Mashing up the Once and Future CMS

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© 2007 Malcolm Brown

EDUCAUSE Review, vol. 42, no. 2 (March/April 2007): 8–9

Malcolm Brown is Director of Academic Computing at Dartmouth College. Comments on this article can be sent to the author at [email protected] and/or can be posted to the Web via the link at the bottom of this page.

In a Chronicle of Higher Education article published last year, a writer bemoaned the faddish adoption of the latest ideas or novelties in higher education and argued that those of us in academia should not implement these oft-ballyhooed innovations until there is some assurance that they actually work and make a difference.1 But those who have been around the IT block know that by contrast, the dynamic is all too often: "He/she who hesitates is lost." Many of our constituents arrive on campus expecting the latest and greatest. Where would we be if we waited for IEEE standards to completely firm up before implementing gear based on them? Standing in front of faculty committees and being taken to task, that's where. To innovate or wait: that is the question confronting IT managers on an almost weekly basis.

A good example of an IT innovation standing at precisely this threshold is the course management system (CMS). Given all the buzz that surrounds the Web 2.0, students' immersion in it, and the current focus on emphasizing the learner, doesn't it make sense to move at full speed and implement Web 2.0 features into the CMS? Isn't this a grand opportunity and challenge?

But how do we know that providing Web 2.0 features such as social bookmarking or Facebook-like functionality will actually improve learning? We are back at the conundrum posed in the Chronicle article: rush in, or wait until we know what works? Perhaps framing this in such either/or terms is itself the problem. Perhaps the question instead should be how best to move in this direction yet avoid the faddish false starts that the Chronicle writer cautioned against.

The Web 2.0 and the Learning Paradigm

In recent years, there has been much discussion of constructivist learning theory and how research over the past several decades supports this theory. In a nutshell, this theory holds that learning is strengthened, deepened, and made more effective when it is social, is engaged, provides formative assessment (as opposed to just summative), is relevant (tying content to students' concerns), and offers learners multiple paths. But perhaps the single most important component of constructivist learning theory is that learning happens best when students are active—not merely taking notes in lecture halls but writing, thinking, experimenting, creating, and devising.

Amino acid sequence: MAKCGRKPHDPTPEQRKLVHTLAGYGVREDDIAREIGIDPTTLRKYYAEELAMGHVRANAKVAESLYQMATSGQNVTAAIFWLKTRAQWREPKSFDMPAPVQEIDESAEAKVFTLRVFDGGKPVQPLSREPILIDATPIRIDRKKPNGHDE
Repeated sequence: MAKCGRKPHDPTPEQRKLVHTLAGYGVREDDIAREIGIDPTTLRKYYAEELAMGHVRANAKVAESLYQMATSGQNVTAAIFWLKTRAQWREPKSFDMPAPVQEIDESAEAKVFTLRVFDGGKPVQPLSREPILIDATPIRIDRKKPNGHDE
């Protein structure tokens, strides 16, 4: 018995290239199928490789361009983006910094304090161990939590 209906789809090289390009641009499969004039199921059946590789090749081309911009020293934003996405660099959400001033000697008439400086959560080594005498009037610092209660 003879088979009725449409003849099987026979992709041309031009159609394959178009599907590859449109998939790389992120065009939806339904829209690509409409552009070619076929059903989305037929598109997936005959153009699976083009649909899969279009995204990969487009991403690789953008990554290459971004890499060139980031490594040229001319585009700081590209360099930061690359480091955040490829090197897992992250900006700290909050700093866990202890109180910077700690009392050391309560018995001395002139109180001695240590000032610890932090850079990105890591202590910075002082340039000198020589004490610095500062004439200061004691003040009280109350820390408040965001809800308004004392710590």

If we "mash up" constructivist learning theory and the Web 2.0, we can harvest some helpful insights concerning the future of the CMS. The Web 1.0 models the traditional, unilateral publication formats. It assumes a more passive consumer of information, one who receives or buys content (such as songs, books, and weather reports) much in the way that one receives goods from a store. The Web 2.0, by contrast, with its folksonomies, bookmarking, multilateral contribution of content, and mashups, is a far more active environment. Opportunities abound for content generation, content sharing, content markup, and content repurposing. In short, the Web 2.0 models the very active engagement that is central to the learning paradigm.

A good way to understand the two models is to compare their characteristics, as shown in Table 1.

Table 1. Characteristics of Web 1.0 and Web 2.0

Web 1.0 Web 2.0
Publishing Participation
Content management, presentation Content reappropriation (e.g., mashups)
Individual, large-scale Web sites Blogs, wikis
Directories Tagging
Users observe, "listen to" Web sites Users add value, co-create
Subscription services Low-cost or free services
They, the media (control held by a few) We, the media (we create the media)
Macro-content Micro-content
Authority is key Collective decision-making
Versions and major releases Continuous micro-enhancement
Creator defines content, design User defines content, design (e.g., Web desktop)
Taxonomy Folksonomy
Value indifferent to amount of usage Value increases the more it is used
Business model Blogosphere